Fridge ownership only became universal (in the UK at least) in the sixties. Before that many houses had some sort of room/cupboard built on a north facing wall – the ‘larder’ – which was therefore cooler than the rest of the house. I remember the larder in my grandfathers house in Preston, and can just about remember him showing off his first fridge, which was of course kept in that larder. That’s what you are supposed to do with fridges, for optimum efficiency, keep them somewhere cool, don’t run them empty, allow some space at the back so the heat can dissipate and clean the dust off the pipes now and again. But of course many people aren’t what you might call technology-literate – and it doesn’t seem to matter does it?

Anyway I am able to get along safely without a personal fridge by a combination of choice of food, and keeping it in the cooler downstairs part of my flat (and before you say it, no, I don’t eat out a great deal). I could finesse this by cobbling some sort of homemade evaporative cooling device, but I haven’t yet felt a pressing need to do so. The lack of a fridge even has some beneficial personal consequences which I will discuss in a future post about food.

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Oh and I can’t resist linking to Tim Hunkin’s charming 1988 TV programme, the secret life of the refrigerator.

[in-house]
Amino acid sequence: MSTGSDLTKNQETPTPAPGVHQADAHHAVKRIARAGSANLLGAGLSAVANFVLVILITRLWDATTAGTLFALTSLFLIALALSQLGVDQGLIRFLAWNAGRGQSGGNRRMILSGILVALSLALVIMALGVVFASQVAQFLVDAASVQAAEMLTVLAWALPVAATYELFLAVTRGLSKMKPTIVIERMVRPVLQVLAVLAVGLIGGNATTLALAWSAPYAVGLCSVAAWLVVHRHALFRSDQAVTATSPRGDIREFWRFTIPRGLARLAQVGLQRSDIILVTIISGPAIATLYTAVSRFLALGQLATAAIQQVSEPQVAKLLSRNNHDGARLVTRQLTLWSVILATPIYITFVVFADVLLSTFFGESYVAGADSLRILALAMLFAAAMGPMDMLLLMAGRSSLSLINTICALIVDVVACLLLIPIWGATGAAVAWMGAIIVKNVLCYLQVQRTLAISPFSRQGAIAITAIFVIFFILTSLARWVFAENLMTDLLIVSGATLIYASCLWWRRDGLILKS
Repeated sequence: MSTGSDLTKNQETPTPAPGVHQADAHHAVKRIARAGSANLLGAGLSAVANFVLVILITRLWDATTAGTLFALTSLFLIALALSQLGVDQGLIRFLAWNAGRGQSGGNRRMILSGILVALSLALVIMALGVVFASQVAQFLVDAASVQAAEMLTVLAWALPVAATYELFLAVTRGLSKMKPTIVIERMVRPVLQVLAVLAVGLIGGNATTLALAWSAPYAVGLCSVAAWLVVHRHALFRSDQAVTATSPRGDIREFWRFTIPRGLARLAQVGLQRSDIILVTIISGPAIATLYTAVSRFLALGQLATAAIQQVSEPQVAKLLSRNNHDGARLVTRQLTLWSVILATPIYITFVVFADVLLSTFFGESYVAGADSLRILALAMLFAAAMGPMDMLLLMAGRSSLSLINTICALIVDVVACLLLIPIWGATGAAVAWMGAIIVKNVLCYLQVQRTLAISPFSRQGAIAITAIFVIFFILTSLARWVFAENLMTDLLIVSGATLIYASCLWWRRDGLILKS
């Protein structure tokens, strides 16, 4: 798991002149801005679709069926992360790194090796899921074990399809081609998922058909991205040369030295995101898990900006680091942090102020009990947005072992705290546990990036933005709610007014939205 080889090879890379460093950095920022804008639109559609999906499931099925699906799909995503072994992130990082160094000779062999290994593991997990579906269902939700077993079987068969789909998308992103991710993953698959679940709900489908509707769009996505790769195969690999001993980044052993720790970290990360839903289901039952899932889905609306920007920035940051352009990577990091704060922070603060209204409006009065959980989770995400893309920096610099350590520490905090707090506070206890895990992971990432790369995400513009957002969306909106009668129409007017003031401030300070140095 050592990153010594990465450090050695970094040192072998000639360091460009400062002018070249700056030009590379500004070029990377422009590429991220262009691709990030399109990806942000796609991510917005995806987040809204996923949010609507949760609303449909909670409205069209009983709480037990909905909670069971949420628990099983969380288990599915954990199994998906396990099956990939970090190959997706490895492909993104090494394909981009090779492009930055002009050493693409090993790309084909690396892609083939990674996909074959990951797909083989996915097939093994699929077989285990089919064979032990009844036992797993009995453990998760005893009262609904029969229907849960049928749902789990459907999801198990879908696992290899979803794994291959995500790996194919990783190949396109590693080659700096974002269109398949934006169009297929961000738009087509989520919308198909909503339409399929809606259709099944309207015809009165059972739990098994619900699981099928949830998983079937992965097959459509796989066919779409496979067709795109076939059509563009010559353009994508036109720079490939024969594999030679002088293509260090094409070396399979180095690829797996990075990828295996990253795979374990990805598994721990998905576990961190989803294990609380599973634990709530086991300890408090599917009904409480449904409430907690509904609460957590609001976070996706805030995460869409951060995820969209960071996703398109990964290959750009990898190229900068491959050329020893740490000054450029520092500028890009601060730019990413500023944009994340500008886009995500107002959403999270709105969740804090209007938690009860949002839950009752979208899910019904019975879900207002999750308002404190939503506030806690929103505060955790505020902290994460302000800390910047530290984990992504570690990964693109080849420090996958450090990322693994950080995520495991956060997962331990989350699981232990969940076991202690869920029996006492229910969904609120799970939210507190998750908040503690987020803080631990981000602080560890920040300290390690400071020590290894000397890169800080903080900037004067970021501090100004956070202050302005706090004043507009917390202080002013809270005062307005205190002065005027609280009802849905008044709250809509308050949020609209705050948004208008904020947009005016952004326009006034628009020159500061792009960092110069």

Thoughts on communication #1

[This is a very slightly tweaked version of a comment I left on the COIN blog a few weeks ago. The post itself was about the euro ‘remain’ campaign which the author described as:]

an object case in bad communications

It sure was. An interesting question which isn’t really asked though, is why on earth such bad mistakes are made – mistakes which, to anyone interested in communication issues, are pretty obvious. A possible answer which occurs to me is as follows.

In order to even start thinking about how other people might view matters requires a certain humility because there is some sense in which you have to start imagining what it’s like to not be me. Attempting to put oneself in someone else headspace first requires that one steps outside onself by temporarily suspending ones own assumptions, beliefs and ways of thinking. This is scary to do because, if done properly, (1) one has to accept the possibility that one might change one’s mind and (2) it also involves, in imagination, suspension of ones elite status.

I would also argue that even if one tries to avoid this worrisome ‘stepping outside oneself’ by relying entirely on research (and thereby fancying oneself entirely ‘objective’ and ‘scientific’) then one will not understand how to apply the research, or even understand what it is suggesting.

[counter-argument: sociopaths are supposedly excellent at manipulating people’s behaviour, but they, by definition, don’t go in for this method-acting-y thinking-yourself-into-someone-elses-head business. Still, most of us aren’t sociopaths and I think there might be something in my comment]